Once a physicist: Tom Brake
Tom Brake is the member of parliament for Carshalton and Wallington and deputy leader of the UK House of Commons
Why did you decide to study physics? I had an aptitude for maths and physics, and I got interested in astronomy. I went to school in France, and I did a dissertation on astronomy for my International Baccalaureate, which is what I studied rather than A-levels. Then some lecturers from Imperial College London came over to France and explained why Imperial College was the best place in the UK to do physics, so a friend of mine and I decided that that was what we wanted to do.
What did you do after graduation? When I graduated in 1983, the options for physics graduates seemed to be accountancy, IT, defence or further study. I opted for the IT stream in part because that's what my father did, so I had an appreciation for what was involved; I suppose there was also the intellectual challenge of making systems work. Later, my role became more about managing people, and that was something I really enjoyed.
What sparked your interest in politics? The early 1980s were a very political period for the UK. Margaret Thatcher had a straightforward effect on people: they either loved her or they hated her. I fell into the latter category, although looking back on what she achieved, my views have mellowed slightly. But it felt like a very difficult time for the UK, and that motivated me to get involved.
There were also a couple of policy issues that I was concerned about. One was the environment. Back then, the main environmental challenges we faced were things like acid rain and the potential environmental disaster associated with a possible nuclear war. That's not something people think about nowadays, but in the 1980s it was a realistic prospect, and the environmental consequences would have been horrendous.
The other big issue for me was Europe. Because I'd lived and studied in France, I felt an affinity for Europe, and since Europe was and is the UK's biggest trading partner, it's important that we have a good, strong relationship. I joined the Liberal Party (now the Liberal Democrats) because I thought it had the best policies on the environment and Europe, along with a pragmatic approach to other issues.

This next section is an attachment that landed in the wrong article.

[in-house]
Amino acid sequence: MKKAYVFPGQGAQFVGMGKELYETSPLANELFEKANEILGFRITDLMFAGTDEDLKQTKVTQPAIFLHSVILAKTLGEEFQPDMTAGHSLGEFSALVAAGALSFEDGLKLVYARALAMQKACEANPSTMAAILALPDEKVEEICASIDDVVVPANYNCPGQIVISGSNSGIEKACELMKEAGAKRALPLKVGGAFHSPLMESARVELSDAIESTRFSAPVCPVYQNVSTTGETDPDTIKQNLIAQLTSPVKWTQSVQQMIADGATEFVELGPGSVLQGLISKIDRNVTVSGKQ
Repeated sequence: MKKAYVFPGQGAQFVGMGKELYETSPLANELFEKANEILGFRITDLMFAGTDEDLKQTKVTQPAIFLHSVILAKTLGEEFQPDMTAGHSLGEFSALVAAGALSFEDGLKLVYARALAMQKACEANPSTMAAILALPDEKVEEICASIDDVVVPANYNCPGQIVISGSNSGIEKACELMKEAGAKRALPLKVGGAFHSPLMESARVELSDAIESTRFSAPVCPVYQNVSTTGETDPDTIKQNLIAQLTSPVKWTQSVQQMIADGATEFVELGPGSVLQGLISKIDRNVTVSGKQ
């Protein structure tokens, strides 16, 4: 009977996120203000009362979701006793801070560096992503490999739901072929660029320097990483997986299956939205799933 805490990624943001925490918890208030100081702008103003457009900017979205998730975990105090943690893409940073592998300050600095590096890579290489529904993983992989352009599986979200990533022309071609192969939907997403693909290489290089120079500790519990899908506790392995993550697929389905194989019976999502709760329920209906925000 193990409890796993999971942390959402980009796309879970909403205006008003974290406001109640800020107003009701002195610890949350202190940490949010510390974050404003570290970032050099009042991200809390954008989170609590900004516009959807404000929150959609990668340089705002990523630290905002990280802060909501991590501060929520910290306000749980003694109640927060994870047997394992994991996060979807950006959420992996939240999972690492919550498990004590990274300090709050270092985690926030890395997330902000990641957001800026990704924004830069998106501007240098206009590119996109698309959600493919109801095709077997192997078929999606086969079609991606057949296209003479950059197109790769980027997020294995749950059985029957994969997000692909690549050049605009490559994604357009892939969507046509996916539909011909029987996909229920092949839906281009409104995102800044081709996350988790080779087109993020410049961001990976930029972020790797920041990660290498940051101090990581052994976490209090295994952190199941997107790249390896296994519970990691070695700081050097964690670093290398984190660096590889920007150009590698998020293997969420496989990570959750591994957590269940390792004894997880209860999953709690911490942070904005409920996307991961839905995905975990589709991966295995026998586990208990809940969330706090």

How (if at all) has your physics background helped in your career? Insofar as my physics studies led me into working in IT, and to adopting a methodical, rational approach to resolving problems, I think it has helped. I'd like to think that that attitude has fed through into the way I do politics, at least in terms of making sure there are always clear priorities and targets, and understanding that things have to be measured before you can tell whether a policy's been effective.
Any advice for today's physics students? In the UK, we require a very large number of science graduates to support research and manufacturing, and I think there's a real potential, from a jobs point of view, for people to get involved in the sciences. So I'd encourage them to do that. But if any students or graduates are worrying that studying physics at university might preclude them taking up a political career in the future and becoming a government minister – well, I can demonstrate that they should have no such concerns!